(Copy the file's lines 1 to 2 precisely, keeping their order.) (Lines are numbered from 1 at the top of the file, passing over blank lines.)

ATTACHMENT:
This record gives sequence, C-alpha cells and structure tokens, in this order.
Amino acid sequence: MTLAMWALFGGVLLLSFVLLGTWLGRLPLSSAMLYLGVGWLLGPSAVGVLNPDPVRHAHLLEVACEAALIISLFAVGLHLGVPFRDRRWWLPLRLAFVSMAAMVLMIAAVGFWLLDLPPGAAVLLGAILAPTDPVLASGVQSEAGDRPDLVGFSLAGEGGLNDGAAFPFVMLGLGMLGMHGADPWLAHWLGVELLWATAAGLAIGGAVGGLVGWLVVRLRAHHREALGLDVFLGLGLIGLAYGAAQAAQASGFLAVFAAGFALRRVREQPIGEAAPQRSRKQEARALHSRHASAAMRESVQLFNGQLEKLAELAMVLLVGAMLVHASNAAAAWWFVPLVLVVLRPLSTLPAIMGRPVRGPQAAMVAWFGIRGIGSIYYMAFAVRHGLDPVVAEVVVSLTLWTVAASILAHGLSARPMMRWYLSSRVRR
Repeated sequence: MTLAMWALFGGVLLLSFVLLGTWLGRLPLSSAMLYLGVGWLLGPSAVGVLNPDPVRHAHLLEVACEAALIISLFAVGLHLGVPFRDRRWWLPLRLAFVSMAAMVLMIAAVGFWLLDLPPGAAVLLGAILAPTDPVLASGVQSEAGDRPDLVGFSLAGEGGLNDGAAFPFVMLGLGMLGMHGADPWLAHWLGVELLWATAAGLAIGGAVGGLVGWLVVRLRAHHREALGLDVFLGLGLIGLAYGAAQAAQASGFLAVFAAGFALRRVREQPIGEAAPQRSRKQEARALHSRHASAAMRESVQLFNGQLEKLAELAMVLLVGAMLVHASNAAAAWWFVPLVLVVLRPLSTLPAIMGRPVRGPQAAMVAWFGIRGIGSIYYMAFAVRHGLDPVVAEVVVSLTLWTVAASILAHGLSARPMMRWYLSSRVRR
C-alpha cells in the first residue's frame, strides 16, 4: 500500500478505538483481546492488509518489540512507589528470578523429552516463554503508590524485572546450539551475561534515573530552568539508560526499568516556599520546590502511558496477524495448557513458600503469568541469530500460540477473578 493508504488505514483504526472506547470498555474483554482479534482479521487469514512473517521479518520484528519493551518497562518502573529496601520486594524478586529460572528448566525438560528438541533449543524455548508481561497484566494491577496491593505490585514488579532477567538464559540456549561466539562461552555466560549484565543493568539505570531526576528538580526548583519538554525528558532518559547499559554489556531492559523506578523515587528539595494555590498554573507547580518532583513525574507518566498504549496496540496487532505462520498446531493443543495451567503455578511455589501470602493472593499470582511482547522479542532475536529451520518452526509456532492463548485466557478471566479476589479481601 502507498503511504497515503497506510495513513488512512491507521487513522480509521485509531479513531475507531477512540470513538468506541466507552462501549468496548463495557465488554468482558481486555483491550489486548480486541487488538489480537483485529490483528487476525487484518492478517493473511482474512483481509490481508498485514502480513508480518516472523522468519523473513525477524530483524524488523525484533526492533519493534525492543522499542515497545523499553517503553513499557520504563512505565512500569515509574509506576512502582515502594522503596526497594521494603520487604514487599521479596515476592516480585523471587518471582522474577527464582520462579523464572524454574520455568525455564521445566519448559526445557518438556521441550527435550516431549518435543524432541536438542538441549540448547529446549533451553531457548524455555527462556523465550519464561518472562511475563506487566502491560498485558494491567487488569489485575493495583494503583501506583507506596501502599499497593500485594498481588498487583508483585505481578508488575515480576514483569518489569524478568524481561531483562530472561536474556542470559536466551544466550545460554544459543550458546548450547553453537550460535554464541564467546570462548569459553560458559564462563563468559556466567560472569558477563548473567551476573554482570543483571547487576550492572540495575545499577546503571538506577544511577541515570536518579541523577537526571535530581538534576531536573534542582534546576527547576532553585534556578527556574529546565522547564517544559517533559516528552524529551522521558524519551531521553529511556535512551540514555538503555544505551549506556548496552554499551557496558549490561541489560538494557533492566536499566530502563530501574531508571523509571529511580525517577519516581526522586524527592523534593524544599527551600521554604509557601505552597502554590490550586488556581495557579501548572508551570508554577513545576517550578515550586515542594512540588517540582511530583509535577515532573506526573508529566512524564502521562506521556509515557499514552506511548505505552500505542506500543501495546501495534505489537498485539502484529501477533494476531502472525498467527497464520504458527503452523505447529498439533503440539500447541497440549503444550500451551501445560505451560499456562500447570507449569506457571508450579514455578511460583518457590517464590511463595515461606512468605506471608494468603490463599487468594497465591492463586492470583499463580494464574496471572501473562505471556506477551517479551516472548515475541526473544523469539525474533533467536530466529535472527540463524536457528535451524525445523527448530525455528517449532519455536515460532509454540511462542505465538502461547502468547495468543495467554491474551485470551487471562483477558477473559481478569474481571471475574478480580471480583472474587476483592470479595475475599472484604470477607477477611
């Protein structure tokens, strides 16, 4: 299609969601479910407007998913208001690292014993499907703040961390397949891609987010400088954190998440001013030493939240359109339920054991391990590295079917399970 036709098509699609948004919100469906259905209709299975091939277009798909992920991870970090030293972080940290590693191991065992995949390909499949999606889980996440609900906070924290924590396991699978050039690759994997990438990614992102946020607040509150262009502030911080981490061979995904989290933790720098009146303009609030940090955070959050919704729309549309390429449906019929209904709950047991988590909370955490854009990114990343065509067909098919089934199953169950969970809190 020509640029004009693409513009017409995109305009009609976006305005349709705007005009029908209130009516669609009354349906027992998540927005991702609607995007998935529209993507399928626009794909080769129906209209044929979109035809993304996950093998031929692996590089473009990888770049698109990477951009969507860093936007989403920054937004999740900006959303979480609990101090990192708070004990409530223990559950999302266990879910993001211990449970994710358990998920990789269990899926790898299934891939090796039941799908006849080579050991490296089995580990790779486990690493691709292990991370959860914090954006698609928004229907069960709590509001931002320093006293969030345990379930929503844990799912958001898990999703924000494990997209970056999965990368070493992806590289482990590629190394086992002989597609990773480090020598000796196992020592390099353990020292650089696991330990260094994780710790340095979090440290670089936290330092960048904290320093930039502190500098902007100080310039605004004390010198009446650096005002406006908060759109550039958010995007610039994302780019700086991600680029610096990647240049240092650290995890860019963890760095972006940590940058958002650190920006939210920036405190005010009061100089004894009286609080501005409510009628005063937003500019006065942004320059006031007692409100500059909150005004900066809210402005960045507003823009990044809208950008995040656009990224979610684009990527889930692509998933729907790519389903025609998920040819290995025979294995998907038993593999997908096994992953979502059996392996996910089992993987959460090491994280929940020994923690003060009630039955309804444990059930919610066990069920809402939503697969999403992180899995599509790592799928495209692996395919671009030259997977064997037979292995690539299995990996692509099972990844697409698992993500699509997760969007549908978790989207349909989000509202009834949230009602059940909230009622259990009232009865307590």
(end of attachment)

This record gives sequence, C-alpha cells and structure tokens, in this order.
Amino acid sequence: MTLAMWALFGGVLLLSFVLLGTWLGRLPLSSAMLYLGVGWLLGPSAVGVLNPDPVRHAHLLEVACEAALIISLFAVGLHLGVPFRDRRWWLPLRLAFVSMAAMVLMIAAVGFWLLDLPPGAAVLLGAILAPTDPVLASGVQSEAGDRPDLVGFSLAGEGGLNDGAAFPFVMLGLGMLGMHGADPWLAHWLGVELLWATAAGLAIGGAVGGLVGWLVVRLRAHHREALGLDVFLGLGLIGLAYGAAQAAQASGFLAVFAAGFALRRVREQPIGEAAPQRSRKQEARALHSRHASAAMRESVQLFNGQLEKLAELAMVLLVGAMLVHASNAAAAWWFVPLVLVVLRPLSTLPAIMGRPVRGPQAAMVAWFGIRGIGSIYYMAFAVRHGLDPVVAEVVVSLTLWTVAASILAHGLSARPMMRWYLSSRVRR